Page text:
The first week of November is Canadian Down Syndrome week. It also marks the beginning of National Caregiver month. And while both deserve attention, I am unsure of how often we consider their overlap. This week, families across our country are taking the time to celebrate Down syndrome through social media and in their local communities. So this blog is a reminder for families to also celebrate their role as caregiver, and attend to their needs as a caregiver, today and every day.
I decided to write this blog after leading a workshop this weekend at the national Down Syndrome Research Foundation conference, “From Good to Great” on family mental health. This workshop was a small portion of a larger workshop that I gave last spring on Down Syndrome and Mental Health. But rather than discuss how to promote mental health and address mental illness experienced by those with Down syndrome, I shifted the focus entirely to the mental health of moms and dads, brothers and sisters.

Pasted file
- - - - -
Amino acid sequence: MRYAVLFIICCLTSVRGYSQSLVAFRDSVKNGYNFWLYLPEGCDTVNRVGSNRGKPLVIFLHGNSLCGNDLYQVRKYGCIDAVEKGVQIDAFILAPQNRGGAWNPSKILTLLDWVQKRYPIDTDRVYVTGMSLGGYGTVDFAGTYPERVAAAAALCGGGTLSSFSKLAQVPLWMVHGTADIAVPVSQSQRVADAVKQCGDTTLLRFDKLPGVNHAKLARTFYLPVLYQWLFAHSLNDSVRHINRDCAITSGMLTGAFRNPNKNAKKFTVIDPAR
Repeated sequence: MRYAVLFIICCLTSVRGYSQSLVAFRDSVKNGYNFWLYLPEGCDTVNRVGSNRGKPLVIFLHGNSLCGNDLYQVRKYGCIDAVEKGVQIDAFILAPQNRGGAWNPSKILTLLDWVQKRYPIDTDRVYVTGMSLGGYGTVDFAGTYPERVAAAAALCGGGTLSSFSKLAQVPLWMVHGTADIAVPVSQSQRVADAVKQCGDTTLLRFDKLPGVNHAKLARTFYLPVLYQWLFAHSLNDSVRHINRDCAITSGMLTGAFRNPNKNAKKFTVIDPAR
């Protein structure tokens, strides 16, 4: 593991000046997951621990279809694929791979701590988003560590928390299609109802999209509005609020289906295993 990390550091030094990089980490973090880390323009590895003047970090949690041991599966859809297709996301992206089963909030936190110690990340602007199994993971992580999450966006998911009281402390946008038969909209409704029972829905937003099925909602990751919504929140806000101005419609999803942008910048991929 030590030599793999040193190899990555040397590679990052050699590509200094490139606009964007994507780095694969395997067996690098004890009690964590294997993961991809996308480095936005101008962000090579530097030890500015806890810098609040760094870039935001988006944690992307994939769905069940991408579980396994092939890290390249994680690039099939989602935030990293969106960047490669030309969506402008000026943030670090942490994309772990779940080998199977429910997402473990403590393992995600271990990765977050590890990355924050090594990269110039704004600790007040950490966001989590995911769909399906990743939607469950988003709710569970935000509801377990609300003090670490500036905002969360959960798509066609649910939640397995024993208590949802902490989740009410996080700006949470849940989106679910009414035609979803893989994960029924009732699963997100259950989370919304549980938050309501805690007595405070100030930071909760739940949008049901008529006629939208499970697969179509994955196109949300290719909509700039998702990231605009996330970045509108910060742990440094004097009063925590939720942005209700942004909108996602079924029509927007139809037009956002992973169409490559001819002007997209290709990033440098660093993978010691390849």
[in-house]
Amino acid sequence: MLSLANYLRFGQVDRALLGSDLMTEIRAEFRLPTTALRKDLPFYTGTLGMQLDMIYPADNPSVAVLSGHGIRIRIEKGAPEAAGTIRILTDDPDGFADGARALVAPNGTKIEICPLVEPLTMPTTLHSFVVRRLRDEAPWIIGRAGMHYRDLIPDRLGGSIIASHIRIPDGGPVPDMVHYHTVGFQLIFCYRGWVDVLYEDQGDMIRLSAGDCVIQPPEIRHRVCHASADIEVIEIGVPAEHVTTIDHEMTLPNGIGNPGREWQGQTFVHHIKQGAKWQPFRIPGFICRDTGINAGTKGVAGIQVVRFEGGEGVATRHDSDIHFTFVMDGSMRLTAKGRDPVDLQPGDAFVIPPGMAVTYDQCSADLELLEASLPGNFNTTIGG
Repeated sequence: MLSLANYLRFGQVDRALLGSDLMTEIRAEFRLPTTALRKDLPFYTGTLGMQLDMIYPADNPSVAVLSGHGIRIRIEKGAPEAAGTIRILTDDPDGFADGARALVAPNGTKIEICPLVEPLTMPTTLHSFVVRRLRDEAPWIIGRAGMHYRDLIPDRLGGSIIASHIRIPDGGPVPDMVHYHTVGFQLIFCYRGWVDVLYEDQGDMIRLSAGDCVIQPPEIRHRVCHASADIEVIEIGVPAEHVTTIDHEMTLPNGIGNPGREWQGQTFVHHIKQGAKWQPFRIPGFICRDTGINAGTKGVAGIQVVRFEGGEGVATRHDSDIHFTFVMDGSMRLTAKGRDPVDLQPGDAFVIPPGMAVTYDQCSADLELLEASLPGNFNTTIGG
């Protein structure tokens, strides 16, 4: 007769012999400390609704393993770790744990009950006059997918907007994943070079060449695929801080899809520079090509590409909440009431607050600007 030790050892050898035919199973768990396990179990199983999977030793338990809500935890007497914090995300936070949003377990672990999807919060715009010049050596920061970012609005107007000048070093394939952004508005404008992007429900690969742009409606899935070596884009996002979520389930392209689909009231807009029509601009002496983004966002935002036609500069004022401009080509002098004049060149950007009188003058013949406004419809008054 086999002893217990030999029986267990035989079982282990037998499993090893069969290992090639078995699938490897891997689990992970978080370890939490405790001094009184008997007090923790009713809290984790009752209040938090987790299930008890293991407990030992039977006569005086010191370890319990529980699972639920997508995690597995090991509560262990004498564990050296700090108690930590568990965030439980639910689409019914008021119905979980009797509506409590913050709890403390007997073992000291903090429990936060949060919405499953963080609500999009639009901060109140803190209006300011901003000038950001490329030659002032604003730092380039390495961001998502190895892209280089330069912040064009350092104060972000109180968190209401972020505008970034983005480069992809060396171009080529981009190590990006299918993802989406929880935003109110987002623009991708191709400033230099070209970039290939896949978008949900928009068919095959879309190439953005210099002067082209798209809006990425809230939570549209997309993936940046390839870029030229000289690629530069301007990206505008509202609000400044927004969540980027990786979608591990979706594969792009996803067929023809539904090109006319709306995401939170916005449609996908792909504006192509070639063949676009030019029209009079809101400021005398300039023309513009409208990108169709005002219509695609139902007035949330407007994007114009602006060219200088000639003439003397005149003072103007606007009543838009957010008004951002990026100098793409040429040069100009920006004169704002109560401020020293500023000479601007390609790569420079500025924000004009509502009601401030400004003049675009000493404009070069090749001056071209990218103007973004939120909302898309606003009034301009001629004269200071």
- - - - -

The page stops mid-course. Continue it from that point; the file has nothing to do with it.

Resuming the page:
The families devoted 90 minutes of their very busy lives to talking about their own mental health, and for most of the participants, it was the first time they had done that. Why is it so hard for families? One mother, Sue Robins, put it this way: “Having a child with a disability makes you instantly and constantly vulnerable. In a world where we are supposed to be ‘strong’, feeling vulnerable is very uncomfortable. And with so much on our plates already, feeling uncomfortable is something we will avoid if we can.”
Individually, and then together, we reflected on the various parts of our lives that deplete us, and parts that nourish us. I shared responses that I heard from a similar activity, when I asked a group of teens and adults with Down syndrome the same question.